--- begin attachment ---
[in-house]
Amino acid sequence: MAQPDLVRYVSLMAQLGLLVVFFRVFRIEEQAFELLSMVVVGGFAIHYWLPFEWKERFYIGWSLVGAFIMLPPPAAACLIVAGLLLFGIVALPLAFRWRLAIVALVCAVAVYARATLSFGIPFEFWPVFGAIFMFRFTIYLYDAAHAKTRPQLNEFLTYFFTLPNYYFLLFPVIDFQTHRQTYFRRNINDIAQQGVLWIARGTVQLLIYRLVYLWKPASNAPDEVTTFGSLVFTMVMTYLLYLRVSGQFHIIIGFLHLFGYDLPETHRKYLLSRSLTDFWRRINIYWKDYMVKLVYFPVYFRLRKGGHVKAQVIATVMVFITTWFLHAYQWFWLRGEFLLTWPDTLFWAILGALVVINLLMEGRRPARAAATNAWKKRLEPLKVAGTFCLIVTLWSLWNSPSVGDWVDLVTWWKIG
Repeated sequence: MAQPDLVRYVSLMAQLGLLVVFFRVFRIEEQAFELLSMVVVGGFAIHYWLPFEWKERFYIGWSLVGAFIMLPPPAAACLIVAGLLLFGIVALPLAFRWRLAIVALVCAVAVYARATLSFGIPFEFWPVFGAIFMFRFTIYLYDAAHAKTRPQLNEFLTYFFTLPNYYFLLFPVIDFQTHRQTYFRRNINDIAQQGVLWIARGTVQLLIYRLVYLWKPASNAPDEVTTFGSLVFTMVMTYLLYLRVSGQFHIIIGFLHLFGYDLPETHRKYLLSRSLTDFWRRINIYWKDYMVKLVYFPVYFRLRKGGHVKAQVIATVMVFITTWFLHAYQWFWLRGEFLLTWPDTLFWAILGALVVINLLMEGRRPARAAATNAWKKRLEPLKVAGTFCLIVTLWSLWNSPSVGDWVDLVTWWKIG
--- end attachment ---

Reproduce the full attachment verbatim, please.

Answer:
[in-house]
Amino acid sequence: MAQPDLVRYVSLMAQLGLLVVFFRVFRIEEQAFELLSMVVVGGFAIHYWLPFEWKERFYIGWSLVGAFIMLPPPAAACLIVAGLLLFGIVALPLAFRWRLAIVALVCAVAVYARATLSFGIPFEFWPVFGAIFMFRFTIYLYDAAHAKTRPQLNEFLTYFFTLPNYYFLLFPVIDFQTHRQTYFRRNINDIAQQGVLWIARGTVQLLIYRLVYLWKPASNAPDEVTTFGSLVFTMVMTYLLYLRVSGQFHIIIGFLHLFGYDLPETHRKYLLSRSLTDFWRRINIYWKDYMVKLVYFPVYFRLRKGGHVKAQVIATVMVFITTWFLHAYQWFWLRGEFLLTWPDTLFWAILGALVVINLLMEGRRPARAAATNAWKKRLEPLKVAGTFCLIVTLWSLWNSPSVGDWVDLVTWWKIG
Repeated sequence: MAQPDLVRYVSLMAQLGLLVVFFRVFRIEEQAFELLSMVVVGGFAIHYWLPFEWKERFYIGWSLVGAFIMLPPPAAACLIVAGLLLFGIVALPLAFRWRLAIVALVCAVAVYARATLSFGIPFEFWPVFGAIFMFRFTIYLYDAAHAKTRPQLNEFLTYFFTLPNYYFLLFPVIDFQTHRQTYFRRNINDIAQQGVLWIARGTVQLLIYRLVYLWKPASNAPDEVTTFGSLVFTMVMTYLLYLRVSGQFHIIIGFLHLFGYDLPETHRKYLLSRSLTDFWRRINIYWKDYMVKLVYFPVYFRLRKGGHVKAQVIATVMVFITTWFLHAYQWFWLRGEFLLTWPDTLFWAILGALVVINLLMEGRRPARAAATNAWKKRLEPLKVAGTFCLIVTLWSLWNSPSVGDWVDLVTWWKIG